Ligo Project’s Art of Science Gallery Night Highlights SciArt Collaborations
This was not your usual scientific poster session. Though the displays used the traditional format for a science poster—background, methods, results—there was something odd about the figures: they included photographs of paintings and sculptures alongside the more typical scientific images. What’s more, they hung in an art gallery. The posters reported the results of an increasingly popular experiment: collaboration between artists and scientists.
Art of Science Gallery Night, held Wednesday evening at Culturefix gallery and bar on the Lower East Side, was the show at the end of a six-month collaboration between six artist-scientist teams in the NYC area. The Ligo project, an organization that aims to build connections between scientists and nonscientists, organized the collaborations.
By Ashley P. Taylor
As Ligo Project co-founder Shane Mayack told Artlab’s Maryam Zaringhalam in a recent interview:
“At the simplest level, our goal is to get scientists to talk to nonscientists about their work more often than they do. There are actually very few venues to get valuable scientific information that’s not geared specifically towards other scientists. Even just to find an article from a particular scientist written with a lay audience in mind is so difficult. So we have many iterations of how to go about bridging this gap, and we’ve settled on Art of Science as a vehicle for getting some of these ideas and messages out. So while Art of Science is in essence this cool science-inspired art project, it’s also much bigger than that for us—it’s a tool to promote and gain support for the science.”
The evening lived up to expectations according to Ligo Project co-founder David Ulrich. “It’s great,” he said, reminding me of what a mix of artists and scientists had shown up. Midway through the evening, Ulrich, a tall man in black with wavy black hair and rectangular-framed glasses, asked both scientists, then artists in the room to raise their hands, and both groups were well represented.
None of the artist collaborators I spoke with were proclaimed “SciArtists” per se; though interested in science, they had not previously worked with scientists or used science as a basis for artwork. Through paintings, sculptures, and choreography, though no music, the artists interpreted the science broadly and in many different ways.
Artist c.hill (Caroline Marshall Hill), a smiley woman with a crewcut/pompadour hairstyle, created a wall hanging made of Metro cards connected by telephone wires, each one painted with unlikely hybrid creatures: alligator cellos, clock elephants. She collaborated with Fordham University plant ecologist Steve Franks. “I’m pretty geeky about plants,” Hill said. Her work related to Franks’ research in that it explored the concept, important in ecology, of interconnectedness.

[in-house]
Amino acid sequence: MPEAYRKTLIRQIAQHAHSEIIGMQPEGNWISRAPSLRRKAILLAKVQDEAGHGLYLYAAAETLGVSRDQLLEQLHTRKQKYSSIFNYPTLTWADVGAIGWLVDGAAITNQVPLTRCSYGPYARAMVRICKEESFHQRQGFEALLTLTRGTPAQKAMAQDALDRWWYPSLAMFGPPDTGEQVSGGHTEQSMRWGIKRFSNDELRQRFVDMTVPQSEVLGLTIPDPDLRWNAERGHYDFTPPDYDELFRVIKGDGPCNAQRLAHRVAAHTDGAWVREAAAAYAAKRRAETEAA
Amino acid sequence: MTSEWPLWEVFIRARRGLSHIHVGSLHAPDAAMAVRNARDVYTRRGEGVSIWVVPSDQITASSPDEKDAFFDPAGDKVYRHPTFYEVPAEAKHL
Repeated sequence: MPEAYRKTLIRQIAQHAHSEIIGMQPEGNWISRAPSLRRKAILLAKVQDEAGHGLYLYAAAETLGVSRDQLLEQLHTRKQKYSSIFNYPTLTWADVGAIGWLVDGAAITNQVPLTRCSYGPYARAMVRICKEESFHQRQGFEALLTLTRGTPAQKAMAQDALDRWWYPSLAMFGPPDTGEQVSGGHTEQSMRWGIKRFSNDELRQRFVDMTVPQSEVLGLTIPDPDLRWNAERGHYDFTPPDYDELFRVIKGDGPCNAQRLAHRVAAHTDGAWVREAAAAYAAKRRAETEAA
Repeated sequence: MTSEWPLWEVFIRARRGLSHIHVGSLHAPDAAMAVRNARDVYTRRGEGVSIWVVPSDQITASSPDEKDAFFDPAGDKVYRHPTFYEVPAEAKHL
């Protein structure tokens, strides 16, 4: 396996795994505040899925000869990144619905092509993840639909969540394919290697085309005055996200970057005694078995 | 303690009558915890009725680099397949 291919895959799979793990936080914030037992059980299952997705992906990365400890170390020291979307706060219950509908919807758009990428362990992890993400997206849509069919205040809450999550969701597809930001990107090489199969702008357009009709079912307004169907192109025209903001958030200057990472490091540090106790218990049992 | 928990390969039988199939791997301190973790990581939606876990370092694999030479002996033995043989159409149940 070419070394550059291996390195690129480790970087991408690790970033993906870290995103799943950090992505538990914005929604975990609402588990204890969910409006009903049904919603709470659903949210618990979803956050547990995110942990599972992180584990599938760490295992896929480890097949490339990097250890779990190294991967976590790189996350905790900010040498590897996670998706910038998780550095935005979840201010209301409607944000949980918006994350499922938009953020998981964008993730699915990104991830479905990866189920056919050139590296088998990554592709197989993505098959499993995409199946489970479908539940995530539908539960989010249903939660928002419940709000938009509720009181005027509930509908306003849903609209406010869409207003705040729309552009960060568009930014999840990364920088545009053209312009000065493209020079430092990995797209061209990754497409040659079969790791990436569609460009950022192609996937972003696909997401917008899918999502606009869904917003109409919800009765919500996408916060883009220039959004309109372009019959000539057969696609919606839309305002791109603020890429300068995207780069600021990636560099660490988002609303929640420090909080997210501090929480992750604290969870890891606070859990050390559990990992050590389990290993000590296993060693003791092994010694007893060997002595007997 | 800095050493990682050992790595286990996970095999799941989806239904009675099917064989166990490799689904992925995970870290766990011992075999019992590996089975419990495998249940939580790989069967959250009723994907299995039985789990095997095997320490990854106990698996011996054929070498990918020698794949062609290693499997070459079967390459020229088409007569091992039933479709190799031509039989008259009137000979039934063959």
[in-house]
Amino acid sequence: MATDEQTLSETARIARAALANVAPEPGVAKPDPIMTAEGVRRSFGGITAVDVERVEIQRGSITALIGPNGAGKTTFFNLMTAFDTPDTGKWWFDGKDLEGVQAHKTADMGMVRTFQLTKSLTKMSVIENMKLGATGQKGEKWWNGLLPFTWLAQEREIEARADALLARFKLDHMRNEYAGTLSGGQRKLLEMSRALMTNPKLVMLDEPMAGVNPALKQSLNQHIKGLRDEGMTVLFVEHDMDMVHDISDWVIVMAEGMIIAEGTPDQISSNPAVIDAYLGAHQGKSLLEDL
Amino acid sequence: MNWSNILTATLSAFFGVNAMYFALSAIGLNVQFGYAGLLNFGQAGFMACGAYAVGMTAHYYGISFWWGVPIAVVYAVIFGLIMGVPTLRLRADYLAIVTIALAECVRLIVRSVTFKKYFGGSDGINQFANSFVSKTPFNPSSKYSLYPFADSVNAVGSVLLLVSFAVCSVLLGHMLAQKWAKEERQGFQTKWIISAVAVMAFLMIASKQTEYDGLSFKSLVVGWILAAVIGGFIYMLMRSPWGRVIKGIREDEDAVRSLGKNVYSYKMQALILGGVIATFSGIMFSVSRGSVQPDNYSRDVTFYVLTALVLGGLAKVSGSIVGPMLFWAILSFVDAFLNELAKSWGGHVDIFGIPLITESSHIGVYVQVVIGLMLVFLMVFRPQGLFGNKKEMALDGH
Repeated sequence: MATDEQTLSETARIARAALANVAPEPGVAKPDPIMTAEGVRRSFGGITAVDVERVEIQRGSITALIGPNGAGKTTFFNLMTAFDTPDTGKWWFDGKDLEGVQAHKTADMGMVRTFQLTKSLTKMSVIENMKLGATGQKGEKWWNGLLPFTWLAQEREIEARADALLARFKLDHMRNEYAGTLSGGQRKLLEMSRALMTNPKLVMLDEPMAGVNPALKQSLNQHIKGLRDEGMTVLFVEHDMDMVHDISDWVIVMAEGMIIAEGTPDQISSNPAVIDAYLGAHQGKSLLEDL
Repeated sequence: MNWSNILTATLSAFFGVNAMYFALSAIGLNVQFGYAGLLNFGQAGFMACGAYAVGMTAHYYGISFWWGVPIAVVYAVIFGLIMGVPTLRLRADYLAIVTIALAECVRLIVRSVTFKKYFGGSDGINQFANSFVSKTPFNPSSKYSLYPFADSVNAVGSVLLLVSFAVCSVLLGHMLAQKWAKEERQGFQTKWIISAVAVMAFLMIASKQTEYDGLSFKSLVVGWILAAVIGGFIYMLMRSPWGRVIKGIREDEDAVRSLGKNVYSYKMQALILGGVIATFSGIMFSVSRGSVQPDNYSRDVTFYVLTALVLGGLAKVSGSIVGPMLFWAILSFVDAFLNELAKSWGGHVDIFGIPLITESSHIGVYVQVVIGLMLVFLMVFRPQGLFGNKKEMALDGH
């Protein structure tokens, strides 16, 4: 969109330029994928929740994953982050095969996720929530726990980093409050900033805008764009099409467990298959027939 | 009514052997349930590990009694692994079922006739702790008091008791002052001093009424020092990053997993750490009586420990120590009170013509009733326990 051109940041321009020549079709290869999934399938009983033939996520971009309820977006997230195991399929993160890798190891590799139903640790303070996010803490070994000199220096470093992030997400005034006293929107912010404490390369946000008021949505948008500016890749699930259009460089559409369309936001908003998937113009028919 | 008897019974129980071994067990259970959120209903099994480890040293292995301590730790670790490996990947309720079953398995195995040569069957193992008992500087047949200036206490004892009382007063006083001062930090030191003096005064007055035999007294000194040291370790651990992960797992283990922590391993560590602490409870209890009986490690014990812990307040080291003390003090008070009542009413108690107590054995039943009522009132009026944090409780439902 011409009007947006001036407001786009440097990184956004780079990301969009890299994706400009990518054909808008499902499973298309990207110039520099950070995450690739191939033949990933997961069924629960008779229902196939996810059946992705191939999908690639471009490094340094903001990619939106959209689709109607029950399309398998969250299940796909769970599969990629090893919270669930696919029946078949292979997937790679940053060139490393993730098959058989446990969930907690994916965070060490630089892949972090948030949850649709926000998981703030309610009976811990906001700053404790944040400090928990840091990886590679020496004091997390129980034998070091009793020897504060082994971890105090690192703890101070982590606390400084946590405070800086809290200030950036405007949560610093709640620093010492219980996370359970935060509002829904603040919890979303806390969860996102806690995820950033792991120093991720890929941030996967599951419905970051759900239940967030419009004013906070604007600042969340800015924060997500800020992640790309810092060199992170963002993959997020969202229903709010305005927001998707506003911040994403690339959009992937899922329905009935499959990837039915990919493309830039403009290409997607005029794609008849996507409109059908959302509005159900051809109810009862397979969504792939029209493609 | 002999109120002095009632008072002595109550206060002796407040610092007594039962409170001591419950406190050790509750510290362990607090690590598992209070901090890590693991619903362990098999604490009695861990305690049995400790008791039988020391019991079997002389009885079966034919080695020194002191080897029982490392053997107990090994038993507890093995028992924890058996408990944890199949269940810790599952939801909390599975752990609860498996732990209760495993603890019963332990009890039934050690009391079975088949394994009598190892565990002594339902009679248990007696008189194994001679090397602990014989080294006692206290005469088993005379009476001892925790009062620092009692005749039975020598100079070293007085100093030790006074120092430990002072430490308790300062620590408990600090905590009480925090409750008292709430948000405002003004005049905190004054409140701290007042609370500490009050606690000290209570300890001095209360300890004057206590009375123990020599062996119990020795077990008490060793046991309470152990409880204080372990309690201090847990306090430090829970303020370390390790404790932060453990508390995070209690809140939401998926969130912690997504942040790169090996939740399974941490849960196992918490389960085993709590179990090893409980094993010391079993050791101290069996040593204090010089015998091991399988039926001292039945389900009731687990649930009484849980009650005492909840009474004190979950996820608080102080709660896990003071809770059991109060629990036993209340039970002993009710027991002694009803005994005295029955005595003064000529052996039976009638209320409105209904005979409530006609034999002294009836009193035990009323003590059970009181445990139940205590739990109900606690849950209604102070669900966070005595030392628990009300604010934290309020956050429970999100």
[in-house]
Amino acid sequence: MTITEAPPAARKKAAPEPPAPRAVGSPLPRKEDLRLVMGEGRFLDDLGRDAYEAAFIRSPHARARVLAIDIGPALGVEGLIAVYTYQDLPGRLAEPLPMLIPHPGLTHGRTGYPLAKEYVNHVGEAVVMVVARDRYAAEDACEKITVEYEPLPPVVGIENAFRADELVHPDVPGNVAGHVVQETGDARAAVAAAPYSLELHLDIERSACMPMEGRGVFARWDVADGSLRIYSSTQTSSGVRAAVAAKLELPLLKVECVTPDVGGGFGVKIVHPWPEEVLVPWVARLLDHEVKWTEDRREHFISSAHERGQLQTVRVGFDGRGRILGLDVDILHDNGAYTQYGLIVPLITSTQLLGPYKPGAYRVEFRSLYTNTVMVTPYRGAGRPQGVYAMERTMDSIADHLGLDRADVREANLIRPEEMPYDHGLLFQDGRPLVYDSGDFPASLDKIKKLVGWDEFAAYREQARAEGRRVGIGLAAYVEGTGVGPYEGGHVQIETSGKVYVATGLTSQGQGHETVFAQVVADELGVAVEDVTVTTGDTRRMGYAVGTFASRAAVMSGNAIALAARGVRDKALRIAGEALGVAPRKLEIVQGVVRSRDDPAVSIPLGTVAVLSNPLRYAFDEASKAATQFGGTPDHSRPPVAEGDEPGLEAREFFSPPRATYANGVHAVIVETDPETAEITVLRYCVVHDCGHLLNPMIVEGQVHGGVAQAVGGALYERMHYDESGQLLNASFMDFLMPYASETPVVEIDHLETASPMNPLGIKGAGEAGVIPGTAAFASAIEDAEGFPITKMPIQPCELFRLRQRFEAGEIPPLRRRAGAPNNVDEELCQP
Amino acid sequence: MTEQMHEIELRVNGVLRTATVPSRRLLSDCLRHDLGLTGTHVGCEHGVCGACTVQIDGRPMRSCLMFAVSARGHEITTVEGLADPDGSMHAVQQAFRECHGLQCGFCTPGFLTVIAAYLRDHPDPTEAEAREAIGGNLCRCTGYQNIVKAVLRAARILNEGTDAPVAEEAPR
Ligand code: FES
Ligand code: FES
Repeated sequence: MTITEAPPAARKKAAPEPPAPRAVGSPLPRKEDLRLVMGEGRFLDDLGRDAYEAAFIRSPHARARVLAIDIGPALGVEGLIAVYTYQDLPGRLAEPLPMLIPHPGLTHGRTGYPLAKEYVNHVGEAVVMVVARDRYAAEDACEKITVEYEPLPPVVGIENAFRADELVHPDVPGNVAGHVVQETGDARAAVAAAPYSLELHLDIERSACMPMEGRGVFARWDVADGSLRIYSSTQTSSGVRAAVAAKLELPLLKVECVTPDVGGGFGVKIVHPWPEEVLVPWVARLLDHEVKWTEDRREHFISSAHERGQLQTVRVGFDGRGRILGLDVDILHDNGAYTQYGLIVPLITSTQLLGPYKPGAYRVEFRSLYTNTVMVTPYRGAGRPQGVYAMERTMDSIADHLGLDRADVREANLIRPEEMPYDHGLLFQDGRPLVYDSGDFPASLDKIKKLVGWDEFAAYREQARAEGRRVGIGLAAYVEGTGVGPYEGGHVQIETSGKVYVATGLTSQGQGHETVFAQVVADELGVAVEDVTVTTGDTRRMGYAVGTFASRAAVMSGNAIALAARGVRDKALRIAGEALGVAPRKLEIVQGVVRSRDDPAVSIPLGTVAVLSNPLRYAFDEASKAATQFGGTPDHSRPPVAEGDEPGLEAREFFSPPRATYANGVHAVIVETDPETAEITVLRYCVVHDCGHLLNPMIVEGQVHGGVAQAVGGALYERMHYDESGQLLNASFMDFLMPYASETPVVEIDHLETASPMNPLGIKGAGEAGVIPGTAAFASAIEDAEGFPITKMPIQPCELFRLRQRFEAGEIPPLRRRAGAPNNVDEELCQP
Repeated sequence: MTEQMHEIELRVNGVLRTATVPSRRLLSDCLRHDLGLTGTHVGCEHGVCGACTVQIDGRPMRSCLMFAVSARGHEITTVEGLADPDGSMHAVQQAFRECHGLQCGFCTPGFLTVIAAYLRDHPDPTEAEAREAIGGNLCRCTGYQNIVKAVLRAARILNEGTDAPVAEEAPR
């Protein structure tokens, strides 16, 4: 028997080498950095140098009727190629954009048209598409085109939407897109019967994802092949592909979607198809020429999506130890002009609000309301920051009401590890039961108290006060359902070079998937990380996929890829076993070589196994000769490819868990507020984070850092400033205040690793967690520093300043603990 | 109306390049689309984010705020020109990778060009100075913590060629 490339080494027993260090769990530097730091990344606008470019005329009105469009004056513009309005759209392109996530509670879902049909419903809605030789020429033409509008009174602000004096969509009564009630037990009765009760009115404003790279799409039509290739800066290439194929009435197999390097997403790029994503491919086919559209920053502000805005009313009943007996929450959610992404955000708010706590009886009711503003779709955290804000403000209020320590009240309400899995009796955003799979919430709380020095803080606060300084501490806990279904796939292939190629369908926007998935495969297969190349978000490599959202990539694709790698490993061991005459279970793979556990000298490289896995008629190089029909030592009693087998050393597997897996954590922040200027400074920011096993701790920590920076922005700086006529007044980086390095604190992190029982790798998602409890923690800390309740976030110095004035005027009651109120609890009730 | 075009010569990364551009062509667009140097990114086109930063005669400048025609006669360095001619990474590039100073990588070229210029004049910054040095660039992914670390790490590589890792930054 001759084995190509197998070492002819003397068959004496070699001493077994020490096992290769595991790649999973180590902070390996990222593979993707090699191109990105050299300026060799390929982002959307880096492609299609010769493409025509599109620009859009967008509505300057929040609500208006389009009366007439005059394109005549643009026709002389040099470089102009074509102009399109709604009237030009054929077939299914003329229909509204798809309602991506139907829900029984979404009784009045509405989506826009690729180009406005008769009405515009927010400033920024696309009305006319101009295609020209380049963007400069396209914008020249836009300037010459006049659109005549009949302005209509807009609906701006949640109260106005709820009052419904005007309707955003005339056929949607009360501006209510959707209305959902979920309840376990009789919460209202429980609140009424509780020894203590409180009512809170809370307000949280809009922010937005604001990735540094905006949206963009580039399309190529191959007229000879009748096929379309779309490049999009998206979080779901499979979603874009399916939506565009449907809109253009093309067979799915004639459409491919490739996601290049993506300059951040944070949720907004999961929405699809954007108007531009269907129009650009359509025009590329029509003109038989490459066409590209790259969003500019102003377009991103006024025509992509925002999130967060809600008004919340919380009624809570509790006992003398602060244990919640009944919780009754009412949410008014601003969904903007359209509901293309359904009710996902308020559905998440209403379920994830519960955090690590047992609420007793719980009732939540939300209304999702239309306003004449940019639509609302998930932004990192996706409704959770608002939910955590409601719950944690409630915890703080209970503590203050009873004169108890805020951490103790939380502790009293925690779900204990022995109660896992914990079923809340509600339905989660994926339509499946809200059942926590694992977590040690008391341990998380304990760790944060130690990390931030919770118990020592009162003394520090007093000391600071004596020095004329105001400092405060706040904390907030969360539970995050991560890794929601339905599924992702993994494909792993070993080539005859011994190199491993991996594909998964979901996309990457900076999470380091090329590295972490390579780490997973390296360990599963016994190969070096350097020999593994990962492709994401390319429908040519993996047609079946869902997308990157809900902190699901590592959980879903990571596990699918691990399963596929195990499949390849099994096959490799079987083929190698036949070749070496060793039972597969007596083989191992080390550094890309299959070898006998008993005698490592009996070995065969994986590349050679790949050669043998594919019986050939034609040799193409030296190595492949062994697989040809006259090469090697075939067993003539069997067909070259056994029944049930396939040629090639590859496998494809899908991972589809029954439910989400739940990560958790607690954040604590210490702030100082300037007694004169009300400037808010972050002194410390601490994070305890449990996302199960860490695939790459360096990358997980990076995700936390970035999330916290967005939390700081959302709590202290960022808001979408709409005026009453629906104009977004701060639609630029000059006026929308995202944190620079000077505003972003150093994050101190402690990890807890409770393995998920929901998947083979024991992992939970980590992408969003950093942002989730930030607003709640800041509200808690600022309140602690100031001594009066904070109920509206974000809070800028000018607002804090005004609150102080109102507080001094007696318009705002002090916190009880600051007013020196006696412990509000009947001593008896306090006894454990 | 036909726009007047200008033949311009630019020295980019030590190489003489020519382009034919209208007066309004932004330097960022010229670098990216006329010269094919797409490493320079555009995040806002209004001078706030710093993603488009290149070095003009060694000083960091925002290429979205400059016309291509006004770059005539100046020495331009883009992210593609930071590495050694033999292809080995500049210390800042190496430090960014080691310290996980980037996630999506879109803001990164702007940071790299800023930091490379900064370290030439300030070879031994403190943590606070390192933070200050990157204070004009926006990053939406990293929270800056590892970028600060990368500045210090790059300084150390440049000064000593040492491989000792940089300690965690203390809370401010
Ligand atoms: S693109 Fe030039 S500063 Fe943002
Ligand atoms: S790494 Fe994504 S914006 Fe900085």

Jasmine Murrell learned about the nitty gritty of cancer metastasis in her collaboration with Charles Sherr, a visiting scientist at Memorial Sloan Kettering Cancer Center. Her installation in the show, Vinyl Growth, consists of three records with black growths emerging from the centers and a framed poster titled “Metastasis of Music” comparing the commercialization of music to the spread of cancer.
On the other hand, the work of Marie Roberts, who collaborated with CUNY chemist Teresa Bandosz, was a literal rendering of life in the lab, as opposed to an interpretation of scientific concepts or data. Roberts painted scenes from the laboratory, capturing the scientists at work. Computers were prominent, as were plants in the lab, which Roberts identified as Southwest American cacti. For some of her works, Roberts used carbon from the lab as a drawing/painting material. Though she knew that the carbon was used in a “filtration system” for removing environmental toxins at sewage treatment plants, that was as far as the scientific explanation went.
What most struck me about the event was the extent to which science was presented to the public alongside and through the art. The scientist collaborators mingled with everyone throughout the evening, and printouts of their papers were arrayed on a table for attendees to take home. While artists usually attend their own art openings, scientists rarely have opportunities to speak with members of the public about their work.
Here, a good time was had by all, scientists included. Franks, who worked with c.hill, along with one other artist, said the collaboration was very interesting and different from what he normally did. He was surprised about how broad the artistic interpretations were; the artists were not trying to illustrate his research. On a more superficial level, he mentioned that the “outreach” experience would likely look good on grant proposals.